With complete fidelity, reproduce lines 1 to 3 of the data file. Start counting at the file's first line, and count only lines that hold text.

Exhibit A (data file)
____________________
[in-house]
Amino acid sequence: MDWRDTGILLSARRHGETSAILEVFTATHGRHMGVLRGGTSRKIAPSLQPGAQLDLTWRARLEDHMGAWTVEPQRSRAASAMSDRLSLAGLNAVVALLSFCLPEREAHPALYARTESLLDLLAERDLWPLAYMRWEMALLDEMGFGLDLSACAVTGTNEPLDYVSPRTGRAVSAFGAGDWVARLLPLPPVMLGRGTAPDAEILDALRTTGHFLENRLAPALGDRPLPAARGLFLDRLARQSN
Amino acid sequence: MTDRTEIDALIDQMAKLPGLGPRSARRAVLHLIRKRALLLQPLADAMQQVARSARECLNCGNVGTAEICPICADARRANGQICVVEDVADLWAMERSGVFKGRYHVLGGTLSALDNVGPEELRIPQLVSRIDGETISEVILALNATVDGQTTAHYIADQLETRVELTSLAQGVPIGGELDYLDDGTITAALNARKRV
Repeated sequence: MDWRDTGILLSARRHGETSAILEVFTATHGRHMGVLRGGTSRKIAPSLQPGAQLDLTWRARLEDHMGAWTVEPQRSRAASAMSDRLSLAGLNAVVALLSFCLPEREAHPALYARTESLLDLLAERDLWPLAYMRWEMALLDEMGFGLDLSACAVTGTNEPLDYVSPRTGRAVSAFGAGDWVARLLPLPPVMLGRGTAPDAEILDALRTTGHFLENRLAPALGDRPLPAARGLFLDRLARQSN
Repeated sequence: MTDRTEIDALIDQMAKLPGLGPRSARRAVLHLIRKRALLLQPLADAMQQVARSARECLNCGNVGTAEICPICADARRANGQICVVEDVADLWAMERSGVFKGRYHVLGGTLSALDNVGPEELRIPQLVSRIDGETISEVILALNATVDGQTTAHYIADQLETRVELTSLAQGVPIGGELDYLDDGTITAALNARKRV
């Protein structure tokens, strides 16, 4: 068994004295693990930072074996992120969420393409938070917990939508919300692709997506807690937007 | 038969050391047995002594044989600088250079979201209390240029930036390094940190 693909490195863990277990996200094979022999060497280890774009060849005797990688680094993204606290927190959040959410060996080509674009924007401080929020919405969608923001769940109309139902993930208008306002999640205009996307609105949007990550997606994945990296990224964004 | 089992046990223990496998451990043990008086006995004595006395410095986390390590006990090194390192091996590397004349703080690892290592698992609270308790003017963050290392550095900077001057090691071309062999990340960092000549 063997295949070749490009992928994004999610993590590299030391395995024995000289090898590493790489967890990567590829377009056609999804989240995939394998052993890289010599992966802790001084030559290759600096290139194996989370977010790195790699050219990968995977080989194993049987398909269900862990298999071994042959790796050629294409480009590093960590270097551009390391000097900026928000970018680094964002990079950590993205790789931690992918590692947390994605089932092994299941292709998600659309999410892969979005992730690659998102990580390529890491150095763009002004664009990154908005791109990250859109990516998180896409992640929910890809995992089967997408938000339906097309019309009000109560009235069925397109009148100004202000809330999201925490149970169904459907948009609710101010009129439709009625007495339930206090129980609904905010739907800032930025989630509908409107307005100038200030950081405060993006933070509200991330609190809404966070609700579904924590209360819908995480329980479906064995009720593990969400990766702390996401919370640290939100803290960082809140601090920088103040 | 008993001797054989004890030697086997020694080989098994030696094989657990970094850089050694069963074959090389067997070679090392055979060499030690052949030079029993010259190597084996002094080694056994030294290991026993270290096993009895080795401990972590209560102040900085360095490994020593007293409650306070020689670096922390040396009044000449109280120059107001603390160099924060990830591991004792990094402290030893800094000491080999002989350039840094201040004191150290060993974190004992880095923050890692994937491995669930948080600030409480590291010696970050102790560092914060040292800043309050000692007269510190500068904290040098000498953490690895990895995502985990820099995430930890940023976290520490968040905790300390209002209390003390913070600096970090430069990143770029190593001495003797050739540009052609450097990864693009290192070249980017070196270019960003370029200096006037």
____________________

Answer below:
[in-house]
Amino acid sequence: MDWRDTGILLSARRHGETSAILEVFTATHGRHMGVLRGGTSRKIAPSLQPGAQLDLTWRARLEDHMGAWTVEPQRSRAASAMSDRLSLAGLNAVVALLSFCLPEREAHPALYARTESLLDLLAERDLWPLAYMRWEMALLDEMGFGLDLSACAVTGTNEPLDYVSPRTGRAVSAFGAGDWVARLLPLPPVMLGRGTAPDAEILDALRTTGHFLENRLAPALGDRPLPAARGLFLDRLARQSN
Amino acid sequence: MTDRTEIDALIDQMAKLPGLGPRSARRAVLHLIRKRALLLQPLADAMQQVARSARECLNCGNVGTAEICPICADARRANGQICVVEDVADLWAMERSGVFKGRYHVLGGTLSALDNVGPEELRIPQLVSRIDGETISEVILALNATVDGQTTAHYIADQLETRVELTSLAQGVPIGGELDYLDDGTITAALNARKRV